Composer and multi-instrumentalist Elliott Sharp uses a wide variety of strategies to compose and perform music. His recent string quartet Tranzience is traditionally notated, but makes use of extended techniques and alternative bow materials. The score to his work Sylva Sylvarum was created by processing notation with graphic editing software in the same manner that the composer would process the sound of instruments: modulating, filtering, layering, inverting, distorting, sequencing. Over 250 images were used to form an animated movie that was both a score and a work of retinal art. His operas Port Bou and Substance reflect and comment on the life and works of philosophers Walter Benjamin and Baruch Spinoza, respectively. Sharp will discuss these compositions as well as the formal ideas at play in his improvisation before concluding with a brief improvised performance on his 8-string electroacoustic guitarbass.
After his lecture and performance, Sharp was presented with the Preis der deutschen Schallplattenkritik for his album 4am Always. The award was presented by Bert Noglik.
In this lecture, anthropologist and Bosch Public Policy Fellow Jason Pine looks at small-scale methamphetamine manufacture in rural Missouri to ask how meth cooking and consumption are used to enhance or “get more life.” He explains the fieldwork he conducted among meth cooks, narcotic agents, judges, parole officers, physicians, pastors, and a St. Louis pharmaceutical laboratory. He also traces the contours of alternative biotechno-ecologies, where “rogue” consumers unmake common household products to create elixirs for fatigue, deflation, and dispossession. Like Pine’s other research projects, the focus of this lecture is on people’s everyday pursuits of personal sovereignty in alternative economies. In his study of small-scale DIY methlabs, he explores how people engage in the alchemical work of self-production as they make do with the toxic inheritance of late-industrial landscapes.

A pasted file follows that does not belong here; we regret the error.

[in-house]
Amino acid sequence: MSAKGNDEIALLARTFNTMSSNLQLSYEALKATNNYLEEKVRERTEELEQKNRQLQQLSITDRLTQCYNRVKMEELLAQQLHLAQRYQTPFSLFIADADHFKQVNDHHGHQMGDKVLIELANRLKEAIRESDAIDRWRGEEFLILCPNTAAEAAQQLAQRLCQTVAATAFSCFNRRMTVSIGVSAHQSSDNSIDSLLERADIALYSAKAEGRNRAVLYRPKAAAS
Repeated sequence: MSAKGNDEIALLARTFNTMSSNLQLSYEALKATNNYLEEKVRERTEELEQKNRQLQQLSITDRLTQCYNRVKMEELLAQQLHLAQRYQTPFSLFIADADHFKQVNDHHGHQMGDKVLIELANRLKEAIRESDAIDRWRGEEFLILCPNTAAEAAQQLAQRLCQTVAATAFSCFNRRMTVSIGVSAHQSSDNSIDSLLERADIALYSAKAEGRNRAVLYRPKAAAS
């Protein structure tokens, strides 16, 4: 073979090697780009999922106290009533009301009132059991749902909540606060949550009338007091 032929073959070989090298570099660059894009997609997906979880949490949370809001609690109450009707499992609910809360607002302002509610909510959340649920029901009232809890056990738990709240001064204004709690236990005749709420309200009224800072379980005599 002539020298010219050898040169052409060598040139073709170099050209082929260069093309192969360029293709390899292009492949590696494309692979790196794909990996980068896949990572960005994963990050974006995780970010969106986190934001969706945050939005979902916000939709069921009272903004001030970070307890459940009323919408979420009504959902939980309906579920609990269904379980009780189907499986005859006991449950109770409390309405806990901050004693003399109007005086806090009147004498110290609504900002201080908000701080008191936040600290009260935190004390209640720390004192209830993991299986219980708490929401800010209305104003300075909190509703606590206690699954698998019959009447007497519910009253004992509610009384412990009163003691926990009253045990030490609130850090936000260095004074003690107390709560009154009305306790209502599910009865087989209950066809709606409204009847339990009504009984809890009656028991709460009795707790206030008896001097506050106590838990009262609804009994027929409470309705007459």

Shame and shaming have been powerful tools since the expulsion of Adam and Eve from Paradise, but with the rise of social media the brutality of shaming has reached a cultural boiling point. While mistaken as a medium for social justice, where the powerless are given a voice, cyber-mobbing often takes on the characteristics of medieval punishment. In this lecture, Andrea Köhler, the New York correspondent of the Neue Zürcher Zeitung, discusses how shamers can wreak havoc on the lives of those who have offended their values. Shamers often think of themselves as being morally superior and claim to be unaware of the devastating effects of their actions on their victims. But as more and more people end up on the receiving end of cybermobs, the destructiveness of public shaming has become an international problem that must be reckoned with. (Image: Dan Gluibizzi)
While the world witnesses unprecedented growth of citizen empowerment, the same geopolitical challenges that have plagued our world for centuries—terrorism, war, repression, sectarian violence—are spilling over into the digital domain in ways unique and without precedent. The founder and director of Google Ideas, Jared Cohen, discusses how from the Great Firewall of China to Russia’s troll armies, from the Syrian Electronic Army to ISIS’s propaganda machine, states and non-state actors are presently using technology to repress people and restrict free expression. Simply applying a physical-world lens to international relations will no longer suffice. Power and politics are changing in ways that only a comprehensive—physical and digital—approach will prepare us to meet old challenges in new domains. The event took place in Berlin's Rotes Rathaus on November 9, 2015.
In this lecture, philosopher Philip Kitcher explores the concept of social progress by proposing that we should think of progress pragmatically, in terms of overcoming problems rather than as directed towards some ideal state. Following John Dewey, he sees these problems as arising from changes in the environment- physical, social, and cultural- which undermine once adaptive institutions and patterns of behavior. Partial solutions to these problems sometimes require a fundamental rethinking of these institutions and patterns of behavior. Kitcher will illustrate these themes with respect to the contemporary state of democracy, global inequality, and climate change. Introduction by Thomas Schmidt, Professor of Philosophy, Humboldt-Universität zu Berlin